Second Reading (Read 1 Thess 4:13-18)

St. Paul, in writing to the Thessalonians, wants to answer a specific question about a moment of interest to us all—the Second Coming of Jesus, to which our Gospel alluded.  He wants to assure his Christian friends that those who have already died in Christ will be the first to arise.  They are not lost in death.  They have “fallen asleep,” so we do not grieve “like the rest [unbelievers], who have no hope.”  He then describes the sudden return of Jesus, Who, “with a word of command, with the voice of an archangel, and with the trumpet of God, will come down from heaven.”  At this historical moment, believers alive then will not have the experience of physical death.  The Lord will simply take them as His own, and the new existence for man, eternal life, will begin.  The reference to Jesus “in the clouds” and “in the air” have more to do with this translation from one mode of existence into another, as happened on Ascension Day (read Acts 1:9-11), than as a description of what it will look like.

See how matter-of-factly St. Paul writes about the return of Jesus.  Yes, two thousand years have gone by, but the reality of His coming unexpectedly, at any moment, should never be dulled.  On a calendar day within history, either at our own departure through death or His glorious return in victory to get us, it will happen.  Here is the only question that matters:  Will we have lived wisely or foolishly?  Will we be ready, as St. Paul writes, “to always be with the Lord”?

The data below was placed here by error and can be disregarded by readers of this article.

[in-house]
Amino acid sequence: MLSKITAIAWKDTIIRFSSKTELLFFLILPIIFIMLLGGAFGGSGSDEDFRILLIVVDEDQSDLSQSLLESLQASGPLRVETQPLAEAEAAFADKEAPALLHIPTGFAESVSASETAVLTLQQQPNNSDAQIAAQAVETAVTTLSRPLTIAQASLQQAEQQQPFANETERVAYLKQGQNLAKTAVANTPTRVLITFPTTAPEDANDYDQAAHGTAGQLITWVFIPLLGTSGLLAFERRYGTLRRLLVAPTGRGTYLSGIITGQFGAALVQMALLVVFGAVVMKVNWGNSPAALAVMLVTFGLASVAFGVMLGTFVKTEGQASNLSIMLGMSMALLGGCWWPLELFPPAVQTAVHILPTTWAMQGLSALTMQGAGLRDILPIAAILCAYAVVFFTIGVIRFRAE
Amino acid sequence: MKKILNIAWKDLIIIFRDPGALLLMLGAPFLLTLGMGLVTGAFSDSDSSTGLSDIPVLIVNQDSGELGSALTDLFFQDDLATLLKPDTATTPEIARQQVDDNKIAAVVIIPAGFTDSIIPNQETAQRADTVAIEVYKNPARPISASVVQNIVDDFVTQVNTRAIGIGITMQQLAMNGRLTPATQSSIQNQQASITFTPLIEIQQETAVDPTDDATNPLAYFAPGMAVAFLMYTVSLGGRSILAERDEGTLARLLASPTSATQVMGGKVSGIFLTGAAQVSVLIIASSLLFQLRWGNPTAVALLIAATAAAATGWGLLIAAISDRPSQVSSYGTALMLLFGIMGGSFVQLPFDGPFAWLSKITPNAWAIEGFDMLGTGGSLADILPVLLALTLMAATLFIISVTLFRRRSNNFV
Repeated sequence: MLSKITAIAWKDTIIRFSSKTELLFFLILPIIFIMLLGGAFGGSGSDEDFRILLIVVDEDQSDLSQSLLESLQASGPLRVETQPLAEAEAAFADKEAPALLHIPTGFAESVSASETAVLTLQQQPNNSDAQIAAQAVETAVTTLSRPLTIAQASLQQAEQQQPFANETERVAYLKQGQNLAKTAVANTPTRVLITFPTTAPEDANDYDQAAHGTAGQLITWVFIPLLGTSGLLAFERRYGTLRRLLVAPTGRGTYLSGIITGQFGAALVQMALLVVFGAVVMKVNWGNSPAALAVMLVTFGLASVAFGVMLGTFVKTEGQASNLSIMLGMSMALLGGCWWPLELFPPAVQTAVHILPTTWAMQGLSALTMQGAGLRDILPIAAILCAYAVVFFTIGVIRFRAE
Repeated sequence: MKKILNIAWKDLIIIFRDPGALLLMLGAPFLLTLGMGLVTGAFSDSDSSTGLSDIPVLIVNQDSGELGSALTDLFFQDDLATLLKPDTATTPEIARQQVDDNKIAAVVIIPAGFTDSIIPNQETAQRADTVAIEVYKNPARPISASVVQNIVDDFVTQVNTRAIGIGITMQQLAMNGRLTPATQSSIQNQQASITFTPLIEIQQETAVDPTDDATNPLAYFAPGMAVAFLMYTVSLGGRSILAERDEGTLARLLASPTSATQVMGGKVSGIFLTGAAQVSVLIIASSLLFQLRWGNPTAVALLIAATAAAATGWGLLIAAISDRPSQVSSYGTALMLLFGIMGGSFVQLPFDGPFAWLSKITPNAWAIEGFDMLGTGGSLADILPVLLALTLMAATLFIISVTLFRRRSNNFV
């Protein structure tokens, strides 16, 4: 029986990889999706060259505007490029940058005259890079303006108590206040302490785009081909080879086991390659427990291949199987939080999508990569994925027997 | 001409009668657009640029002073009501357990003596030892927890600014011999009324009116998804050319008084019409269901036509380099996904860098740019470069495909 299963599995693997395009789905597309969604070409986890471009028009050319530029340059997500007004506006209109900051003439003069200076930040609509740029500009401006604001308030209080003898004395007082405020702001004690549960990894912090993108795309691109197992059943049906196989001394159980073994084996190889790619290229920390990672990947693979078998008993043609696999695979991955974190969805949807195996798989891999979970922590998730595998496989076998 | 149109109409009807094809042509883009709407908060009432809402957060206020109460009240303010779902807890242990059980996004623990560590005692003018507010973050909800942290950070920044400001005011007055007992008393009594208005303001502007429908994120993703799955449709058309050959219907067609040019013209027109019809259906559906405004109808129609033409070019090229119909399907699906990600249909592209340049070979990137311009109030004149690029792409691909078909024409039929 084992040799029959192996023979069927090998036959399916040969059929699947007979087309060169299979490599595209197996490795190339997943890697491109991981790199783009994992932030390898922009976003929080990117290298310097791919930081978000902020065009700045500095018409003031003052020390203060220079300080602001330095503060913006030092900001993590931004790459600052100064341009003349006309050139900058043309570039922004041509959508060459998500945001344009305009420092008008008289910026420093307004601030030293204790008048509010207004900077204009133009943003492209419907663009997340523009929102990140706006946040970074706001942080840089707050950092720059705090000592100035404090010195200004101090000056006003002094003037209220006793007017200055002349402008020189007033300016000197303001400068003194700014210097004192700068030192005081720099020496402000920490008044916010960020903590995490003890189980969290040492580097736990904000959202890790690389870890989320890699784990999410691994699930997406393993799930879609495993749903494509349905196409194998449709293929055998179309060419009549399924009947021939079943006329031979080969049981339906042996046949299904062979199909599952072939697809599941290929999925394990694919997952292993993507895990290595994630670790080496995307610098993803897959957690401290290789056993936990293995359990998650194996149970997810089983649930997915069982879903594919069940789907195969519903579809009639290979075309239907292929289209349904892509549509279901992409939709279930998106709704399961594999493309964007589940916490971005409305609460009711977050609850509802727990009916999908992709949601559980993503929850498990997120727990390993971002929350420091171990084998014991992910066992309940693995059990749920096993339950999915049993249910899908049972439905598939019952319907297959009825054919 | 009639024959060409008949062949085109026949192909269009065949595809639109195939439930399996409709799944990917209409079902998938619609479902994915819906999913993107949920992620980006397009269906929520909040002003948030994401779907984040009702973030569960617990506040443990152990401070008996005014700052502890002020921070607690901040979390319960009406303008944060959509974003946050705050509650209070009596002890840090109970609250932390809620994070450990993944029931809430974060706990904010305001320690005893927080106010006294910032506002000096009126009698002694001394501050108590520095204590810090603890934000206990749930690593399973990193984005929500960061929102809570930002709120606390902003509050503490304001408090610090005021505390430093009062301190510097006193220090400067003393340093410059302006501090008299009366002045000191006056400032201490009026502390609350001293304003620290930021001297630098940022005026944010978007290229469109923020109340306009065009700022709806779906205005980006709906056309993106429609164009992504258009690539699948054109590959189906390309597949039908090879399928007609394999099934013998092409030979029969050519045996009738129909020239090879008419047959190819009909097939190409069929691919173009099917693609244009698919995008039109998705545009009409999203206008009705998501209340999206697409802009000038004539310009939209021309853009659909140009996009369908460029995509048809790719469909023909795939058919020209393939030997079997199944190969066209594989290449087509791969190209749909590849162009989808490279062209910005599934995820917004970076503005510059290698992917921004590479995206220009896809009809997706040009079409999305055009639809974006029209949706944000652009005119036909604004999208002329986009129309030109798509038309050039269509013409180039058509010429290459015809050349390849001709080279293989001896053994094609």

Possible response:  Lord Jesus, someday I will see Your face.  Please keep me free from sin and protect me from all anxiety as I wait in joyful hope for You.

image: Mueffi at the German language Wikipedia [GFDL or CC-BY-SA-3.0], via Wikimedia Commons

In the Gospel parable of the crafty

Thu, 11/09/2017 - 23:00

In the Gospel parable of the crafty steward, the master in the parable commended the dishonest steward for his astuteness: he planned wisely with foresight and dishonest craftiness to provide for his future once he was dismissed from his master’s service for his dishonesty.

Jesus reminds us to exercise the same foresight and planning that the dishonest steward showed. In another parable Jesus insisted that we be responsible stewards of the gifts, talent and indeed world that God has given us. In the parable of the talents the master rewards those who were good and faithful servants, who were faithful in little things, and punishes the one who just buried the talent. (Mt 25: 14 – 30)